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RAPADILINO syndrome

Orpha number ORPHA3021
Synonym(s) -
Prevalence <1 / 1 000 000
Inheritance Autosomal recessive
Age of onset Infancy
Neonatal
ICD-10
  • Q87.1
ICD-O -
OMIM
UMLS
  • C1849453
MeSH
  • C535288
MedDRA -

Summary

RAPADILINO syndrome is a syndrome for which the acronym indicates the principal signs: RA for radial ray defect, PA for both patellae hypoplasia or aplasia and cleft or highly arched palate, DI for diarrhea and dislocated joints, LI for little size and limb malformations, NO for long, slender nose and normal intelligence. Prevalence is unknown, but the disease is rare. It was first described in families originating from different parts of Finland, but non-Finnish cases were later identified. Growth delay is both pre- and postnatal. It is aggravated by feeding problems and diarrhea of no known cause. RAPADILINO syndrome is transmitted in an autosomal recessive manner and is caused by mutations of the RECQL4 gene, a member of the family of RecQ-helicase genes which are at the origin of diseases predisposing to cancer. Differential diagnoses include Rothmund-Thomson syndrome (RTS) and Baller-Gerold syndrome (see these terms), which show considerable overlap with RAPADILINO syndrome. Mutations of the RECQL4 gene have also been described for these syndromes. The presence of poikiloderma, a major symptom of RTS, distinguishes this syndrome from RAPADILINO. Radial hypoplasia or aplasia, which is constant in RAPADILINO syndrome, is occasional in RTS. Equally, the presence of craniosynostosis in Baller-Gerold syndrome differentiates it from RAPADILINO syndrome. The three syndromes predispose the risk of developing malign pathologies, although this is significantly greater for RTS (mainly osteosarcoma and cutaneous cancers). The clinical differences can be explained by phenotype-genotype correlation, in particular by preservation of helicases in RAPADLINO syndrome. Orthopedic and nutritional management is recommended when needed and appropriate investigation is recommended in the event of signs suggestive of osteosarcoma.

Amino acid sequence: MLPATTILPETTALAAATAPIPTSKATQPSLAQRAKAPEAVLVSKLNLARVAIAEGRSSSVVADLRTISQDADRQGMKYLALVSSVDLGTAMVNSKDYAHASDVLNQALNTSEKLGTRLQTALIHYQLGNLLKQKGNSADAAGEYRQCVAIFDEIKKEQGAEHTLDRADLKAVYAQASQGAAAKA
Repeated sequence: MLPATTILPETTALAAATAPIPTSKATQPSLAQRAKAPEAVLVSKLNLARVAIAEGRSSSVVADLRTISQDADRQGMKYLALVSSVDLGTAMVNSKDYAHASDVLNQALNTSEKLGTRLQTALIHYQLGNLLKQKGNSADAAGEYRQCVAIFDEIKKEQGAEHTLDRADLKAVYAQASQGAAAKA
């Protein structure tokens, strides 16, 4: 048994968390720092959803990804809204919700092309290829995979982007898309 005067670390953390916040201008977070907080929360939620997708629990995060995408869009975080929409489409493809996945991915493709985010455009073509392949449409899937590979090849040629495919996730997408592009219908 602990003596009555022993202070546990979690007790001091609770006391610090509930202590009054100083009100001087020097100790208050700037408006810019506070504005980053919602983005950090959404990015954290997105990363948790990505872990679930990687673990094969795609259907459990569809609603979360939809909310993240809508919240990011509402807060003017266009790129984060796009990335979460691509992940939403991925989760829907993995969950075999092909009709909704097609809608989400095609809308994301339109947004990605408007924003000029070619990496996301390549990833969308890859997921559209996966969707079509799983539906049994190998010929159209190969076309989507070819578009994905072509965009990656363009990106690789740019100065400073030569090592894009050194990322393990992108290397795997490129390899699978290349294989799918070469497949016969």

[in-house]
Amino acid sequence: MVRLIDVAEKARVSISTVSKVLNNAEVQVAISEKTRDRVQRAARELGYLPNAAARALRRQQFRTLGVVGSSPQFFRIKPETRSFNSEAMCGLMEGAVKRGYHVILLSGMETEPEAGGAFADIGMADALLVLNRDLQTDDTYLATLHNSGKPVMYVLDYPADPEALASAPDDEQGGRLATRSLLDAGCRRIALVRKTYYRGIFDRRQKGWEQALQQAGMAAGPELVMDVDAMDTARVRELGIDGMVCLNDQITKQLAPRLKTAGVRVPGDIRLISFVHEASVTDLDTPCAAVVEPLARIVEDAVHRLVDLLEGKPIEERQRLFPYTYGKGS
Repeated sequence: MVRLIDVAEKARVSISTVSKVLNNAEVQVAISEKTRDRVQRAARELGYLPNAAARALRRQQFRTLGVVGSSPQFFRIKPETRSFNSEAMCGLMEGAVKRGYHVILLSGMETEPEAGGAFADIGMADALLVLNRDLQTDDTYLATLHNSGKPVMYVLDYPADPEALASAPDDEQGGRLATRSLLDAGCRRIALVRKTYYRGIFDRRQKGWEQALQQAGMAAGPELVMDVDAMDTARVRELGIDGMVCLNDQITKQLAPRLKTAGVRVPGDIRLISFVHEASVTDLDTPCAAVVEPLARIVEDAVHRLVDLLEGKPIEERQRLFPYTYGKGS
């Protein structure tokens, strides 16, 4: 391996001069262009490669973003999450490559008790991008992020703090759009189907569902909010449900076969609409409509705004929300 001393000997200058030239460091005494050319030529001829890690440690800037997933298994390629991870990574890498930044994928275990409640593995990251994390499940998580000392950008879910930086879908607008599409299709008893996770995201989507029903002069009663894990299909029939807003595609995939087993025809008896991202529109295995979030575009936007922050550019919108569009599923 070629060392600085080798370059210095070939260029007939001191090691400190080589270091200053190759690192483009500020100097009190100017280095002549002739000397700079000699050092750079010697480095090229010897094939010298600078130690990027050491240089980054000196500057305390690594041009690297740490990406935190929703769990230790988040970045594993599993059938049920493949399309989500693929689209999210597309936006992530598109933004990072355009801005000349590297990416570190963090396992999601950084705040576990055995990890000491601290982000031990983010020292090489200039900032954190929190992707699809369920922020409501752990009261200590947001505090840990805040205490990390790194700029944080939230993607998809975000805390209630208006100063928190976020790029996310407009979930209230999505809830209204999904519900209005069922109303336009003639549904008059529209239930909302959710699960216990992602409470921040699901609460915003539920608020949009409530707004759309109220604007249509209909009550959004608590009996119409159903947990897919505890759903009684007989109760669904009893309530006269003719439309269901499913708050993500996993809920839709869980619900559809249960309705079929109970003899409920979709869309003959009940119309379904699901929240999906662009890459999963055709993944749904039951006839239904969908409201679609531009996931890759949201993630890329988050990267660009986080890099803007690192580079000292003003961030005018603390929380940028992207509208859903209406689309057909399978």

Expert reviewer(s)

  • Pr Laurence FAIVRE-OLIVIER

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